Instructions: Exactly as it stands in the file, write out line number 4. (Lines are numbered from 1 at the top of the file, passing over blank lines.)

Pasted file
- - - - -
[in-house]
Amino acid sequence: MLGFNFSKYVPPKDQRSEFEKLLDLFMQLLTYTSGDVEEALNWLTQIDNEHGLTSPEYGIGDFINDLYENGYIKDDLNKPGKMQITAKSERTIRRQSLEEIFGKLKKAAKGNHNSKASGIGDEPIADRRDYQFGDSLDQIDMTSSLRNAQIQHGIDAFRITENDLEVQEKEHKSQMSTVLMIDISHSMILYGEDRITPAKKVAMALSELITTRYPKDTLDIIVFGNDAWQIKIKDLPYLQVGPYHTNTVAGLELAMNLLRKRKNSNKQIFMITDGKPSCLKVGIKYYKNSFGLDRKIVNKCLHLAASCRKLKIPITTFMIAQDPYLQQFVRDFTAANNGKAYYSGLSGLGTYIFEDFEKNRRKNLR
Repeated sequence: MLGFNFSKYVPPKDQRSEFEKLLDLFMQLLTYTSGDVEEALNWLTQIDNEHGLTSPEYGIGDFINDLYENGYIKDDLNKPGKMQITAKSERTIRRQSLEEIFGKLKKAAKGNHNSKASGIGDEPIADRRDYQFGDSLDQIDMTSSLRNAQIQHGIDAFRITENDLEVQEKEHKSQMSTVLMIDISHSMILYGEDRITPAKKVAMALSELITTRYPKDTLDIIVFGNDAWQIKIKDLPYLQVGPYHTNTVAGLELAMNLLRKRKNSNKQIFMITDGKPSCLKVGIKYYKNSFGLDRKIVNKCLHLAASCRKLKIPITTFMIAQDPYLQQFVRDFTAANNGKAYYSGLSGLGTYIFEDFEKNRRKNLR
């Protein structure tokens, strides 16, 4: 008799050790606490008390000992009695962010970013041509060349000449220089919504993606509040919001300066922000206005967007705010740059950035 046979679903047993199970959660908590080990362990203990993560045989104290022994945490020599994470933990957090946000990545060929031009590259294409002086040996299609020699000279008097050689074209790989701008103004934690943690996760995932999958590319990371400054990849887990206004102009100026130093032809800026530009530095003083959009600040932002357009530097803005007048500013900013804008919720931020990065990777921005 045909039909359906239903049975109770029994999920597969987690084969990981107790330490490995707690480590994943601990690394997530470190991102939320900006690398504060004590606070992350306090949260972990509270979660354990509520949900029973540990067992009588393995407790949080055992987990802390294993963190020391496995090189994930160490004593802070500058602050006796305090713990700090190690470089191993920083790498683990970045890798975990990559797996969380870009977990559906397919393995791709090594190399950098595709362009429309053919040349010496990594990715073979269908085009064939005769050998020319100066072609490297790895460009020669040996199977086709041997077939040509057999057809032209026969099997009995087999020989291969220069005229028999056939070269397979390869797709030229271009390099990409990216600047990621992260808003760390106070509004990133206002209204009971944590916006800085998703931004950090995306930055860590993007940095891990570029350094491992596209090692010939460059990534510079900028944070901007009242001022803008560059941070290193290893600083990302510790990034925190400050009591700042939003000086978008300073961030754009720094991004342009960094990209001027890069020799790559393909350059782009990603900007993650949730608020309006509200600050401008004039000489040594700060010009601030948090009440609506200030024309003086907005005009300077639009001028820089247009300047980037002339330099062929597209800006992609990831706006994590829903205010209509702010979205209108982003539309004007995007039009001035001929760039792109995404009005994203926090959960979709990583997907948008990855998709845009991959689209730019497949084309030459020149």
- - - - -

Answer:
């Protein structure tokens, strides 16, 4: 008799050790606490008390000992009695962010970013041509060349000449220089919504993606509040919001300066922000206005967007705010740059950035 046979679903047993199970959660908590080990362990203990993560045989104290022994945490020599994470933990957090946000990545060929031009590259294409002086040996299609020699000279008097050689074209790989701008103004934690943690996760995932999958590319990371400054990849887990206004102009100026130093032809800026530009530095003083959009600040932002357009530097803005007048500013900013804008919720931020990065990777921005 045909039909359906239903049975109770029994999920597969987690084969990981107790330490490995707690480590994943601990690394997530470190991102939320900006690398504060004590606070992350306090949260972990509270979660354990509520949900029973540990067992009588393995407790949080055992987990802390294993963190020391496995090189994930160490004593802070500058602050006796305090713990700090190690470089191993920083790498683990970045890798975990990559797996969380870009977990559906397919393995791709090594190399950098595709362009429309053919040349010496990594990715073979269908085009064939005769050998020319100066072609490297790895460009020669040996199977086709041997077939040509057999057809032209026969099997009995087999020989291969220069005229028999056939070269397979390869797709030229271009390099990409990216600047990621992260808003760390106070509004990133206002209204009971944590916006800085998703931004950090995306930055860590993007940095891990570029350094491992596209090692010939460059990534510079900028944070901007009242001022803008560059941070290193290893600083990302510790990034925190400050009591700042939003000086978008300073961030754009720094991004342009960094990209001027890069020799790559393909350059782009990603900007993650949730608020309006509200600050401008004039000489040594700060010009601030948090009440609506200030024309003086907005005009300077639009001028820089247009300047980037002339330099062929597209800006992609990831706006994590829903205010209509702010979205209108982003539309004007995007039009001035001929760039792109995404009005994203926090959960979709990583997907948008990855998709845009991959689209730019497949084309030459020149």